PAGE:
On this episode of the First Few Moments podcast Kyle David Bates, Steve Murphy, Patrick Lickiss, and I discuss Patrick’s article about trauma triage criteria – Are Prehospital Trauma Triage Criteria Effective?
There are a lot of interesting things about this study, but Table 3 shows that there is some ability to improve the accuracy of triage criteria by combining criteria. This should be a no brainer, but here are some data to support this. 2.8% + 4.7% + 8.0% = 50%. That is a tremendous improvement over the 15.5% that they add up to individually.
This only reinforces the uselessness of just MOI (Mechanism Of Injury) to identify critical trauma patients.
48.5% (N = 50) of these patients had inadequate pre-hospital data. – This refers to the patients missed by the triage criteria. However, it is difficult to make any claim about how the criteria would apply to these patients. Without the information, we do not know.
Is missing data a good predictor of failure to follow criteria, failure to assess patients, or a global failure on the part of EMS.
Table 4 shows that a lot of criteria are difficult to assess, because there are more missing data than there are positive data for any of the individual criteria. The pulse oximetry data are missing almost everything, so it is impossible to draw any valid conclusions from that. 54.5% would seem like a great predictive criterion, but we only have data for 3.9% of the patients. This is not a representative sample. The law of small numbers applies.
In small sample sizes, strong, but purely coincidental associations are expected.
The number of oxygen saturation observations was limited due to the fact that currently only MICA paramedics have the equipment required to perform this recording. Out of 17,645 patients, only 1109 (6.3%) patients had a recording for oxygen saturation. In time this equipment will become available to more of the ambulance service’s ﬂeet.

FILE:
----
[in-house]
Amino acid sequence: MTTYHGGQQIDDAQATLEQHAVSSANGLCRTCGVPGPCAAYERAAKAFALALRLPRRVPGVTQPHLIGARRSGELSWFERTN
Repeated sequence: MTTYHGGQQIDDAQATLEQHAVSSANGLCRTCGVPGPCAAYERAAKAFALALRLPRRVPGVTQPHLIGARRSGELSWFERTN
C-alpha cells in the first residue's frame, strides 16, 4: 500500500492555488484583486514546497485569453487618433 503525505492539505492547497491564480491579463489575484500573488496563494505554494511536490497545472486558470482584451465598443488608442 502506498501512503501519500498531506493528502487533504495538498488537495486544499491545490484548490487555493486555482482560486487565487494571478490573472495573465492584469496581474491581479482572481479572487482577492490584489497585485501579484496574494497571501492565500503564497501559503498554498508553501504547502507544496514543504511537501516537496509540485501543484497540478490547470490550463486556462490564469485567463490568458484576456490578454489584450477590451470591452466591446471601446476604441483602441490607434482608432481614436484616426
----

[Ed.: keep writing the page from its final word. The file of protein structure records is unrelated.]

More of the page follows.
To be continued in Part II.
Also see these other sources of information.
2011 Guidelines for Field Triage of Injured Patients Poster from CDC
 Differentiation of confirmed major trauma patients and potential major trauma patients using pre-hospital trauma triage criteria.
Cox S, Smith K, Currell A, Harriss L, Barger B, Cameron P.
Injury. 2011 Sep;42(9):889-95. Epub 2010 Apr 28.
PMID: 20430387 [PubMed – indexed for MEDLINE]
Guidelines for field triage of injured patients. Recommendations of the National Expert Panel on Field Triage.
Sasser SM, Hunt RC, Sullivent EE, Wald MM, Mitchko J, Jurkovich GJ, Henry MC, Salomone JP, Wang SC, Galli RL, Cooper A, Brown LH, Sattin RW; National Expert Panel on Field Triage, Centers for Disease Control and Prevention (CDC).
MMWR Recomm Rep. 2009 Jan 23;58(RR-1):1-35. Erratum in: MMWR Recomm Rep. 2009 Feb 27;58(7):172.
PMID: 19165138 [PubMed – indexed for MEDLINE]
Sasser SM, Hunt RC, Sullivent EE, Wald MM, Mitchko J, Jurkovich GJ, Henry MC, Salomone JP, Wang SC, Galli RL, Cooper A, Brown LH, Sattin RW, & National Expert Panel on Field Triage, Centers for Disease Control and Prevention (CDC) (2009). Guidelines for field triage of injured patients. Recommendations of the National Expert Panel on Field Triage. MMWR. Recommendations and reports : Morbidity and mortality weekly report. Recommendations and reports / Centers for Disease Control, 58 (RR-1), 1-35 PMID: 19165138
Cox, S., Smith, K., Currell, A., Harriss, L., Barger, B., & Cameron, P. (2011). Differentiation of confirmed major trauma patients and potential major trauma patients using pre-hospital trauma triage criteria Injury, 42 (9), 889-895 DOI: 10.1016/j.injury.2010.03.035